It was more then one year of neglect. 2 NMs from Aug 2016 to Aug 2017. No response from the CO. Then an NA and the CO responded the next day with a disable log.  2 more months of inaction.  Then a reviewer note was posted. Followed by an OM a month later stating they are going to replace the missing cache. 

In this case, everything seems to be in order. Cache is disabled and no one is going after it until the maintenance is ready at some day in the future.

Is it possible that CO noticed the situation because the new CHS algorithm gave a hint on dashboard?

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3 hours ago, arisoft said:

In this case, everything seems to be in order. Cache is disabled and no one is going after it until the maintenance is ready at some day in the future.

Should we start a betting pool on how long it'll take to do maintenance? I will bet "over 6 months without further updates from the CO". :drama:

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6 hours ago, arisoft said:

In this case, everything seems to be in order. Cache is disabled and no one is going after it until the maintenance is ready at some day in the future.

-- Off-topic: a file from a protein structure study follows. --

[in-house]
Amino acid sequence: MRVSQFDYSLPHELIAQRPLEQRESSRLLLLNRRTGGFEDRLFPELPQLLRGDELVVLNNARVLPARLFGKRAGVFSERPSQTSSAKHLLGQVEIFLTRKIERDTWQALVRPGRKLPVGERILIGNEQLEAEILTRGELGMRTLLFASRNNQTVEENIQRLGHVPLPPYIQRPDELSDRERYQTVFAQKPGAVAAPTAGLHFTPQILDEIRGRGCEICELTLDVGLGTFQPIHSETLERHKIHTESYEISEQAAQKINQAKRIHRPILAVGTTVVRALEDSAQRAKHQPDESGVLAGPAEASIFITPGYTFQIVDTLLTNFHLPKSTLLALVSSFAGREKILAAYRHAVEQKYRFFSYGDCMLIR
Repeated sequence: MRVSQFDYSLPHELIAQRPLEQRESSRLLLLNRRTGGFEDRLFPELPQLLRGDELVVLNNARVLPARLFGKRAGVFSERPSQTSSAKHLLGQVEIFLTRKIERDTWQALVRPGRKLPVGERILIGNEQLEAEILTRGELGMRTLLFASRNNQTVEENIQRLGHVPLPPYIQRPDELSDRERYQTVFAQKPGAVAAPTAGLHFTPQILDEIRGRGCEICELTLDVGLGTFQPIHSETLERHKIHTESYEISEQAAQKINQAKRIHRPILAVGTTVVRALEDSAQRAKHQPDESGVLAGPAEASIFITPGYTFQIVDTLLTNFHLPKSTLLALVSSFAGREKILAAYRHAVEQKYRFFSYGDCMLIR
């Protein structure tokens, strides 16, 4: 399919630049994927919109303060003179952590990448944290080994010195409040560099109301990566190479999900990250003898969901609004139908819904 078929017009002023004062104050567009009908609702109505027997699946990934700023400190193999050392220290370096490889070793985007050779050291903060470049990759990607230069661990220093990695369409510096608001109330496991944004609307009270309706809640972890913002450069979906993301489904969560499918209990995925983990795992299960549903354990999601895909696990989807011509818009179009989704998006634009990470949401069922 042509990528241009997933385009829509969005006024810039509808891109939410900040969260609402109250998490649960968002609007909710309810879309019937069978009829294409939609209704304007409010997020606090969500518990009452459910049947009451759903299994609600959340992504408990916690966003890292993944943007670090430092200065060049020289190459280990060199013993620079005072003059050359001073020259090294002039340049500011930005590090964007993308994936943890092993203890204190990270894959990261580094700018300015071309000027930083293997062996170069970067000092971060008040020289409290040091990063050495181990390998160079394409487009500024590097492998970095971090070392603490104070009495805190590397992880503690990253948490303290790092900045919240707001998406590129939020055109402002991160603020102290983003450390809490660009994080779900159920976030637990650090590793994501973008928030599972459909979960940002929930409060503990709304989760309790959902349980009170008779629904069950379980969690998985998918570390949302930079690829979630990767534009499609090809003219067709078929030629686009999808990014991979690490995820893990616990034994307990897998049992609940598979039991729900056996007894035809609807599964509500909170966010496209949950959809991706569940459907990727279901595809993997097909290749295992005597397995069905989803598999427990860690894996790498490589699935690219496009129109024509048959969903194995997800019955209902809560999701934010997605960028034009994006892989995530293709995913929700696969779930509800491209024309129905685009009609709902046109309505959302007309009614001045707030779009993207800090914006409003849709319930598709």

Is it possible that CO noticed the situation because the new CHS algorithm gave a hint on dashboard?

When new players first start searching for caches in their area, what do they see? A cache that is briefly disabled by the CO for the right reasons shows an active community, and teaches new cachers how it should be done when they become CO's.

But caches that are disabled for long stretches with periods of neglect and unfulfilled promises of attention create the opposite effect. They are frustrating to players new and old and give the impression that "the game is dying."

I'd much prefer fewer well-maintained caches with room for vibrant new caches over a landscape filled with rotting forgotten caches that are nothing more than a 528 ft circle on the map.

Edited by Doc_musketeers
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2 hours ago, Doc_musketeers said:

But caches that are disabled for long stretches with periods of neglect and unfulfilled promises of attention create the opposite effect. They are frustrating to players new and old and give the impression that "the game is dying."